Eleanor Beardsley began reporting from France for NPR in June 2004, following all aspects of French society, politics, economics, culture and gastronomy.
Beardsley has covered both 2007 and 2012 French presidential elections as well as the Arab Spring in Tunisia, where she witnessed the overthrow of the autocratic President Zine el-Abidine Ben Ali. She reported on the riots in French suburbs in 2005 and the massive student demonstrations in 2006. Beardsley has followed the Tour de France cycling race and been back to her old stomping ground — Kosovo — to report for NPR on three separate occasions.
Prior to moving to Paris, Beardsley worked for three years with the United Nations Mission in Kosovo. She also worked as a television producer for French broadcaster TF1 in Washington, DC and as a staff assistant to Senator Strom Thurmond.
Reporting from France for Beardsley is the fulfillment of a lifelong passion for the French language and culture. At the age of 10 she began learning French by reading the Asterix The Gaul comic book series with her father.
While she came to the field of radio journalism relatively late in her career, Beardsley says her varied background, studies and travels prepared her for the job as well as any journalism school. "I love reporting on the French because there are so many stereotypes about them that exist in America," she says. "Sometimes it's fun to dispel the false notions and show a different side of the French. And sometimes the old stereotypes do hold up. But whether Americans love or hate France and the French, they're always interested!"
A native of South Carolina, Beardsley has a Bachelor of Arts in European history and French from Furman University in Greenville, S.C., and a Masters Degree in International Business from the University of South Carolina.
Beardsley is interested in politics, travel and observing foreign cultures. Her favorite cities are Paris and Istanbul.
Scott Horsley is a White House correspondent for NPR News. He reports on the policy and politics of the Obama Administration, with a special emphasis on economic issues.
The 2012 campaign is the third presidential contest Horsley has covered for NPR. He previously reported on Senator John McCain's White House bid in 2008 and Senator John Kerry's campaign in 2004. Thanks to this experience, Horsley has become an expert in the motel shampoo offerings of various battleground states.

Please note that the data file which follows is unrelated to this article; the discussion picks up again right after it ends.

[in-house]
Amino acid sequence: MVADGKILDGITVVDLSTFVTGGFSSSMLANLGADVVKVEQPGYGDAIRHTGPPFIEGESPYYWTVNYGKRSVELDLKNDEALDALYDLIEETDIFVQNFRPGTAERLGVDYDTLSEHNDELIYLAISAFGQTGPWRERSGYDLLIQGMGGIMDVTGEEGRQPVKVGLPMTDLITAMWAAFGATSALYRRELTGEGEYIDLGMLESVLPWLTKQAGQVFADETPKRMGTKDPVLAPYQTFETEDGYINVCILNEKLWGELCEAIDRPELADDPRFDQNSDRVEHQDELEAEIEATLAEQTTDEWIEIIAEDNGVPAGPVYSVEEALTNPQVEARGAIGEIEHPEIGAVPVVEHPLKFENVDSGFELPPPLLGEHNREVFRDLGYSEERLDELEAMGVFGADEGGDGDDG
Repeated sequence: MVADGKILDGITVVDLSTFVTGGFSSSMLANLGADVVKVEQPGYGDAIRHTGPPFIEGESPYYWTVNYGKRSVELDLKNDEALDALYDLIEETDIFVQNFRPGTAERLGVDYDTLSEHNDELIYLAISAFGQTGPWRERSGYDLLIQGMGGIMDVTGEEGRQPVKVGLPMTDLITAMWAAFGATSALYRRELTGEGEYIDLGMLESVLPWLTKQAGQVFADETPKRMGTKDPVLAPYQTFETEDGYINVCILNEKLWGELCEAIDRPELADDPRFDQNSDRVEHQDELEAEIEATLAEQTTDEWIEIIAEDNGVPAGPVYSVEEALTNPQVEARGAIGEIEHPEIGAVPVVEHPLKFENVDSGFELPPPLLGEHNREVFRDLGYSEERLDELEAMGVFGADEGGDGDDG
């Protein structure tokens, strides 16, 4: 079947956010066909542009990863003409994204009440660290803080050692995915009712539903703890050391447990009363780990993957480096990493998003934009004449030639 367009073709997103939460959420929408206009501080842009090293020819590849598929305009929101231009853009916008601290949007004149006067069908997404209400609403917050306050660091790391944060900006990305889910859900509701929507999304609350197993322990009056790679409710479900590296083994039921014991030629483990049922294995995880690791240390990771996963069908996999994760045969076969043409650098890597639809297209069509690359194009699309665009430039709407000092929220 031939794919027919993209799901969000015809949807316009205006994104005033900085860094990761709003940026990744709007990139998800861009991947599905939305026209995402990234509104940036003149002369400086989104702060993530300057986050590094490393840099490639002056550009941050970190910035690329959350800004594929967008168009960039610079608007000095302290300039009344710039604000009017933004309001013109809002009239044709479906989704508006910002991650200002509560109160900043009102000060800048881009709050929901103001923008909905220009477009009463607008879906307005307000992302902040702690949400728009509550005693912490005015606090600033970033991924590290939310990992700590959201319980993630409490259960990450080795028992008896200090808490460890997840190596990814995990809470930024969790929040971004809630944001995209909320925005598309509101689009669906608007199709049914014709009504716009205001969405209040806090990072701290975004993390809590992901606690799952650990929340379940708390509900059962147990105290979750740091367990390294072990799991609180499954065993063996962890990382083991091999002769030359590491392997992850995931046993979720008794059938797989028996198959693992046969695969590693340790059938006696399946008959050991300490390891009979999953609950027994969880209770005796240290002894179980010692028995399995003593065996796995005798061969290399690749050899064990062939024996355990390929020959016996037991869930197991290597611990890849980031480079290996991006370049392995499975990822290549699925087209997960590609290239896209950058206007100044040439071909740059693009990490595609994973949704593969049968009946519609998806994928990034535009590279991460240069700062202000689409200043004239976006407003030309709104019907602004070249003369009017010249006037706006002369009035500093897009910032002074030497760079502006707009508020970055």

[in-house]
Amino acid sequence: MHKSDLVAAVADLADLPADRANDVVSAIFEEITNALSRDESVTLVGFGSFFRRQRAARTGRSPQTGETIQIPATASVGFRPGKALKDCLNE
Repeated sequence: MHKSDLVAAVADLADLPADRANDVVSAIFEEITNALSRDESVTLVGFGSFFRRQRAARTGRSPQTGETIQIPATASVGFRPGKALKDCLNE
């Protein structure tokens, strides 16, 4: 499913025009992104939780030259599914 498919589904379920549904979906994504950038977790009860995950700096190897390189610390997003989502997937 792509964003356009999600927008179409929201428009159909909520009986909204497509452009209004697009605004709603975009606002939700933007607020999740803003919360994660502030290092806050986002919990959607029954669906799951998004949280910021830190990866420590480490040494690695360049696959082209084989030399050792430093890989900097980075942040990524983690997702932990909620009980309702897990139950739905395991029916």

Horsley took up the White House beat after serving as a San Diego-based business correspondent for NPR where he covered fast food, gasoline prices, and the California electricity crunch of 2000. He reported from the Pentagon during the early phases of the wars in Iraq and Afghanistan.
Before joining NPR in 2001, Horsley was a reporter for member station KPBS-FM, where he received numerous honors, including a Public Radio News Directors' award for coverage of the California energy crisis.
Earlier in his career, Horsley worked as a reporter for WUSF-FM in Tampa, Florida, and as a news writer and reporter for commercial radio stations in Boston and Concord, New Hampshire. Horsley began his professional career as a production assistant for NPR's Morning Edition.
Horsley earned a bachelor's degree from Harvard University and an MBA from San Diego State University.
Jeff Brady is a NPR National Desk Correspondent based in Philadelphia. He covers the mid-Atlantic region and the energy industry.
In this role, Brady reports on the business of energy, from concerns over hydraulic fracturing in Western Pennsylvania to the oil boom in North Dakota and solar developments in the desert Southwest. With a focus on the consumer, Brady's reporting addresses how the energy industry intersects consumers' perspective at the gas pump and light switch.
Frequently traveling throughout the country for NPR, Brady has covered just about every major domestic news event in the past decade. Before moving to Philadelphia in July 2011, Brady was based in Denver and covered the west for NPR.
In 2005, Brady was among the NPR reporters who covered the aftermath of Hurricane Katrina. His reporting on flooded cars left behind after the storm exposed efforts to stall the implementation of a national car titling system. Today, the National Motor Vehicle Title Information System is operational and the Department of Justice estimates it could save car buyers up to $11 billion a year.
Before coming to NPR in September 2003, Brady was a reporter at Oregon Public Broadcasting (OPB) in Portland. He has also worked in commercial television as an anchor and a reporter; and commercial radio as a talk-show host and reporter.
Brady graduated with a Bachelor of Arts in Communications from Southern Oregon State College (now Southern Oregon University).